Much confusion surrounds the Holy Month of Ramadan and how it pertains to visitors. Ramadan is a month of fasting and the ninth month of the Muslim calendar. Islamic months are based on the lunar calendar which is shorter than the Gregorian (Western) calendar. Thus, based on sightings of the moon, Islamic months move forward each year by about 11 days. This means Ramadan may be in fall, summer, spring or winter as the lunar calendar continues to rotate forward by 11 days each year. Muslims will rise before dawn to have a light pre-fast meal called "Suhoor". They will then spend the day refraining from eating, drinking, or smoking as well as trying to refrain from negative behaviors while engaging more in prayer and reflection. At sunset the fast is broken - this is called "Iftar". Fasting is obligatory for all adult Muslims and is a way for them to draw closer to their religion and to appreciate all that they have. Charity to the poor is also very important at this time.
During the Holy Month, non-Muslims in Dubai are also expected (by law) to refrain from eating, drinking or smoking in public. A bit of discretion and respect for the host culture is really all that is called for. If a visitor accidentally makes a mistake and eats, drinks, or smokes in public, the worst that is likely to happen is that someone will gently remind you of the time of year and ask you to stop. Although most restaurants will be closed during the day (or offering take-away only), many malls now have food outlets that are screened off from the public and open during the day in Ramadan for non-Muslims. It is also perfectly acceptable for non-Muslims to eat and drink in the privacy of their homes or hotel rooms during the day. Most hotel restaurants will remain open (with screened-off areas) for hotel guests and grocery stores also remain open all day long. It is greatly appreciated during Ramadan if women are a bit more conservative in their dress - simply avoiding short skirts or sleeveless tops. All live musical and dance performances are suspended during Ramadan but pubs will open after sunset. Time seems to move a little slower during Ramadan and by law Muslim employees have shortened work days. In general visitors do need to be more culturally sensitive during the Holy Month, but after the breaking of the fast each day the city comes alive and it is an ideal time to visit if you are looking to experience cultural flavor.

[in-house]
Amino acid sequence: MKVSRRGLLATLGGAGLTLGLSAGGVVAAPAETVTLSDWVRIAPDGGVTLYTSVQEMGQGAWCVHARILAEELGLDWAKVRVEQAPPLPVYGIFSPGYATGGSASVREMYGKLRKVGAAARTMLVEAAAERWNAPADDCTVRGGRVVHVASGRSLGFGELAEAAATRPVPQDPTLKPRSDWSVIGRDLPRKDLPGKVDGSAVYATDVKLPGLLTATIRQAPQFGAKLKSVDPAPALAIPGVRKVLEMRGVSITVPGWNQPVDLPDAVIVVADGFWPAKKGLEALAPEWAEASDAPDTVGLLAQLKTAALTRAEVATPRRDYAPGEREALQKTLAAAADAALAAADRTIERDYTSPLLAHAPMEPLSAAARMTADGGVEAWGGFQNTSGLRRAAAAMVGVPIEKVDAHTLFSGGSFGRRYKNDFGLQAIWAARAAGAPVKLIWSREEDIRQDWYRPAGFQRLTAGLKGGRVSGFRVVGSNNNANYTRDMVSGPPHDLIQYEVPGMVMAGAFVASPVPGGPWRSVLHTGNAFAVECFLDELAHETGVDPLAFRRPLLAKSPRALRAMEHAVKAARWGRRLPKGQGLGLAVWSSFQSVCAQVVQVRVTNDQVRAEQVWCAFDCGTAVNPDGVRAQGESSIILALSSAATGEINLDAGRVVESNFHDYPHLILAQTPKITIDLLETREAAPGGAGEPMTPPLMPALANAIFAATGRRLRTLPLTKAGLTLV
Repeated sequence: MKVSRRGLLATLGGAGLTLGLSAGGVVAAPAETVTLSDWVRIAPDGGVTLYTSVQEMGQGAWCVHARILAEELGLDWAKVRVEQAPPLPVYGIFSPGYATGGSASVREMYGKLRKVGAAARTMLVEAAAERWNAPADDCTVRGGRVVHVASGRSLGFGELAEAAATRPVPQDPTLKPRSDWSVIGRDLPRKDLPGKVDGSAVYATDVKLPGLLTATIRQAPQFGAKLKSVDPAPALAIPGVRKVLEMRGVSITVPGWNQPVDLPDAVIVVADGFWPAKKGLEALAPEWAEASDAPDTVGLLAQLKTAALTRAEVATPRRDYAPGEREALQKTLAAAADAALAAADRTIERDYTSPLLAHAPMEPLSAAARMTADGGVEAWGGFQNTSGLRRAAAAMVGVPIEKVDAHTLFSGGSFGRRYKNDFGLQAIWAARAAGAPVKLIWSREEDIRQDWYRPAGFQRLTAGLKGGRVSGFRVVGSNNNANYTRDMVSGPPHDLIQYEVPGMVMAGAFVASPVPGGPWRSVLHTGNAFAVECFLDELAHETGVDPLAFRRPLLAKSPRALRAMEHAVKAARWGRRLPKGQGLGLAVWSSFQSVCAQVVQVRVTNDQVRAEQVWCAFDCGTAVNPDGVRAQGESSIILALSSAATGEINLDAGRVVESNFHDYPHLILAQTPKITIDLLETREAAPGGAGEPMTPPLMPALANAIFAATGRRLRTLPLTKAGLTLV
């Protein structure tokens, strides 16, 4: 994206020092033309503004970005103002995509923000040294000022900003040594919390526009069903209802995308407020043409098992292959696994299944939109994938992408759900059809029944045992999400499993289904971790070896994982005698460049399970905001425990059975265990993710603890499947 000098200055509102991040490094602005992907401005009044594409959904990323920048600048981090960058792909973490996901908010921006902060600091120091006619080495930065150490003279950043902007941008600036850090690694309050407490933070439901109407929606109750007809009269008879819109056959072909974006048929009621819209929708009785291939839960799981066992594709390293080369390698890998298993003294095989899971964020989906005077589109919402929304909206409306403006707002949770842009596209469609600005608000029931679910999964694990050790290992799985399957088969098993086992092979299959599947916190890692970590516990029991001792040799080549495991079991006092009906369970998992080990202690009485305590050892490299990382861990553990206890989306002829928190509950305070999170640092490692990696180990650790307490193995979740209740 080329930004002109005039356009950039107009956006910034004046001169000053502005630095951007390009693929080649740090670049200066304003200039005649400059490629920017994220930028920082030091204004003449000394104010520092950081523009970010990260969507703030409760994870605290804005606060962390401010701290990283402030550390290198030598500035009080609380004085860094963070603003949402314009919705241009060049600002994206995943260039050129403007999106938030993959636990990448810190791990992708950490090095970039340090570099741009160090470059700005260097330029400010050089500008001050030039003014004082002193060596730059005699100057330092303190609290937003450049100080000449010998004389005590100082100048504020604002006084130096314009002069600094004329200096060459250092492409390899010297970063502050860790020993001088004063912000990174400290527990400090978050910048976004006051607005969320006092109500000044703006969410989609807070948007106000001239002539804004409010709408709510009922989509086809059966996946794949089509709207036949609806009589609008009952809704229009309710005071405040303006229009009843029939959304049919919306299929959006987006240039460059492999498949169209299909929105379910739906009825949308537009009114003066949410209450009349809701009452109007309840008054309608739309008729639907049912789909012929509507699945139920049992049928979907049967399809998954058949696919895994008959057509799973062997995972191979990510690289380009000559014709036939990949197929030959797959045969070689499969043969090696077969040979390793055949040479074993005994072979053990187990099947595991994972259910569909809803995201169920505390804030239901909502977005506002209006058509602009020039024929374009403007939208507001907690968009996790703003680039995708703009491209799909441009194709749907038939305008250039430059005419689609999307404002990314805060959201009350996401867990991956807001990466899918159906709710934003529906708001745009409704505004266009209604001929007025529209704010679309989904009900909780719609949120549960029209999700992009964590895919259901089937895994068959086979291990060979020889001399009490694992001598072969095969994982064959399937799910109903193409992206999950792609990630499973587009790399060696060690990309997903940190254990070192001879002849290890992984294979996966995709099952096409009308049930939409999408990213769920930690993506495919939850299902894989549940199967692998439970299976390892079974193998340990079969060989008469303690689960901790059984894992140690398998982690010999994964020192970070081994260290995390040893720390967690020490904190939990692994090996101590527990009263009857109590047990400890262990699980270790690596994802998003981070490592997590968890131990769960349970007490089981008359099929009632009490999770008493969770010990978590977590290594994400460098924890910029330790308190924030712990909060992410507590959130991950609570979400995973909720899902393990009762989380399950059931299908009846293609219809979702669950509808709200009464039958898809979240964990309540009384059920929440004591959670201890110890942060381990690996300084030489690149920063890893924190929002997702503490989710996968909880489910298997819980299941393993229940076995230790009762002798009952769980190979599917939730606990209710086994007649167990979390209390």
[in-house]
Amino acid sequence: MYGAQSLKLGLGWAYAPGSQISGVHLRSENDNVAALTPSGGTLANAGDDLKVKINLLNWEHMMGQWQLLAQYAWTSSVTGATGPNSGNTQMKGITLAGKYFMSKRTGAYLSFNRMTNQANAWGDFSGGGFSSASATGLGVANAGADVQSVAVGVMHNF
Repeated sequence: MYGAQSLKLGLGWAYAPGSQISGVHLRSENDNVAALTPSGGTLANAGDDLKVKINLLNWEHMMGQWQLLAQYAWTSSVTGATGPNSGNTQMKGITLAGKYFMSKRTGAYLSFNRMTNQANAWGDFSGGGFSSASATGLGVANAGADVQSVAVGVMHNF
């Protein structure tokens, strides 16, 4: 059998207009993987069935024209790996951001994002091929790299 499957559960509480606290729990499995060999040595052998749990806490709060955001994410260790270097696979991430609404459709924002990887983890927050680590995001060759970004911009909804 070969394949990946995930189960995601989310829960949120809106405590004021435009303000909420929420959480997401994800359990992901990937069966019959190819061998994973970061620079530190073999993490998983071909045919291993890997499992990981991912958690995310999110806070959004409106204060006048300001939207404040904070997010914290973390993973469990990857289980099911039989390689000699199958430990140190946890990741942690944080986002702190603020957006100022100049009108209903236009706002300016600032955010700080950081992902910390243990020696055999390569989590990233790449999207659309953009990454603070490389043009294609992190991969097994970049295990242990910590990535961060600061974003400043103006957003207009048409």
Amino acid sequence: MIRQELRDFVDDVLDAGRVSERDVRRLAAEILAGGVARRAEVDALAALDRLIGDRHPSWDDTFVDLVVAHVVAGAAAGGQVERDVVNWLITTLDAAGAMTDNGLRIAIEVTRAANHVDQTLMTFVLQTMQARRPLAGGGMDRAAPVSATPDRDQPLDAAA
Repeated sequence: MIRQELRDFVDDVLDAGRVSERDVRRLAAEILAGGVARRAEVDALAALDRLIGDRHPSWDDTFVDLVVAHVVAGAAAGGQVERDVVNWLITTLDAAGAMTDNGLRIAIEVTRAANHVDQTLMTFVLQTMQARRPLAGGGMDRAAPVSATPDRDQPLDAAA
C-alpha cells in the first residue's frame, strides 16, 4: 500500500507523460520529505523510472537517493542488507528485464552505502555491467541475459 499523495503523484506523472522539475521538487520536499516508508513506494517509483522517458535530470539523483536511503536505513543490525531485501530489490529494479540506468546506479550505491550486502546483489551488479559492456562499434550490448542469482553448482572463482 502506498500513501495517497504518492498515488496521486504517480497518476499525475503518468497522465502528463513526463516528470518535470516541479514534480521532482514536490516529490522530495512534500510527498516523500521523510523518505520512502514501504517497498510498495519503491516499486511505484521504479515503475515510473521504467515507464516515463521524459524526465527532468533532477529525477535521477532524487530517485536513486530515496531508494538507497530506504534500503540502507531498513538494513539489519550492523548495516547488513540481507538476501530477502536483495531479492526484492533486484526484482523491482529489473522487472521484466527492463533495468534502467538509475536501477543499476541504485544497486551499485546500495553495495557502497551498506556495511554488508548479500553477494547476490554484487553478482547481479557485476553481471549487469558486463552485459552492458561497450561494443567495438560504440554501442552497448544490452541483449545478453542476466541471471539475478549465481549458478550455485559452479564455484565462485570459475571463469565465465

While Dubai is most famous for its shopping, visitors should take advantage of their trip to the United Arab Emirates to also learn about the local culture. The Dubai Museum, built in an old traditional fort, is a must-see for all ages and includes exhibits of weapons, national costumes, and displays of the desert as well as the pearl diving industry on which Dubai was originally founded. The Heritage and Diving Village features displays of Dubai's maritime past and includes quaint shops and restaurants. Finally, The Sheikh Mohammed Center for Cultural Understanding offers cultural awareness programs, recruiting young UAE nationals to speak to visitors and residents about Dubai culture and history, as well as offering other activities throughout the year including mosque tours and Arabic classes.